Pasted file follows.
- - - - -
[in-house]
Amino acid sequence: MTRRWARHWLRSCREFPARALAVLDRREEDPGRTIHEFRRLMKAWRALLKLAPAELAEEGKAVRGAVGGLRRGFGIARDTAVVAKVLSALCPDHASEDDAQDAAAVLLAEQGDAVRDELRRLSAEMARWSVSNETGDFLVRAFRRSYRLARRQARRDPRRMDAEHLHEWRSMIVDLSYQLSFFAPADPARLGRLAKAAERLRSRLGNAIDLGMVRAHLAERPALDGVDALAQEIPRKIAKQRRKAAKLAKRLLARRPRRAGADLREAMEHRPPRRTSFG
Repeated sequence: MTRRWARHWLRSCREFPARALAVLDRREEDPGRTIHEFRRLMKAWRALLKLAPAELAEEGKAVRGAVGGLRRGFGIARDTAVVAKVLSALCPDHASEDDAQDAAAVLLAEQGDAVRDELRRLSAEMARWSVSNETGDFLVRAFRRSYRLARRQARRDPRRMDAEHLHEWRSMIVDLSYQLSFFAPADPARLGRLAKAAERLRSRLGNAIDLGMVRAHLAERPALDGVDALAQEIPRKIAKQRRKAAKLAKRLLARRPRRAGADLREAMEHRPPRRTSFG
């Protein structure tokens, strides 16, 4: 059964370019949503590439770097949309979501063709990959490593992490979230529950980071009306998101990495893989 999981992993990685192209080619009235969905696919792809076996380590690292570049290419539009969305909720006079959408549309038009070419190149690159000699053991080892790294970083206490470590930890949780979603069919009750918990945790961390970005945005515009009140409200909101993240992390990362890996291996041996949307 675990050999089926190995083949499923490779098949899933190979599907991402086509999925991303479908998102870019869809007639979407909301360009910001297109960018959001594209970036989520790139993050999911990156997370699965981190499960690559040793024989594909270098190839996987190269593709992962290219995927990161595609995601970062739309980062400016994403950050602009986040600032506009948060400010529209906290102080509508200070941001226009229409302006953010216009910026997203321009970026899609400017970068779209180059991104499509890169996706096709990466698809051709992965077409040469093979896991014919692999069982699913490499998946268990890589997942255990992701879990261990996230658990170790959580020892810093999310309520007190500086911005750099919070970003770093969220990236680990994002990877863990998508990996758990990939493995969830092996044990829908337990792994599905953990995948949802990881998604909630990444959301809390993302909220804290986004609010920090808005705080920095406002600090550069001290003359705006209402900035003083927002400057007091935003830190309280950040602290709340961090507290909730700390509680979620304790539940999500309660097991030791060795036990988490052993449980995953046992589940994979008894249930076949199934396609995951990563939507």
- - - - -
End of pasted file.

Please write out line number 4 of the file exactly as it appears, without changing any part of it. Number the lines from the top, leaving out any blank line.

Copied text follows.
């Protein structure tokens, strides 16, 4: 059964370019949503590439770097949309979501063709990959490593992490979230529950980071009306998101990495893989 999981992993990685192209080619009235969905696919792809076996380590690292570049290419539009969305909720006079959408549309038009070419190149690159000699053991080892790294970083206490470590930890949780979603069919009750918990945790961390970005945005515009009140409200909101993240992390990362890996291996041996949307 675990050999089926190995083949499923490779098949899933190979599907991402086509999925991303479908998102870019869809007639979407909301360009910001297109960018959001594209970036989520790139993050999911990156997370699965981190499960690559040793024989594909270098190839996987190269593709992962290219995927990161595609995601970062739309980062400016994403950050602009986040600032506009948060400010529209906290102080509508200070941001226009229409302006953010216009910026997203321009970026899609400017970068779209180059991104499509890169996706096709990466698809051709992965077409040469093979896991014919692999069982699913490499998946268990890589997942255990992701879990261990996230658990170790959580020892810093999310309520007190500086911005750099919070970003770093969220990236680990994002990877863990998508990996758990990939493995969830092996044990829908337990792994599905953990995948949802990881998604909630990444959301809390993302909220804290986004609010920090808005705080920095406002600090550069001290003359705006209402900035003083927002400057007091935003830190309280950040602290709340961090507290909730700390509680979620304790539940999500309660097991030791060795036990988490052993449980995953046992589940994979008894249930076949199934396609995951990563939507």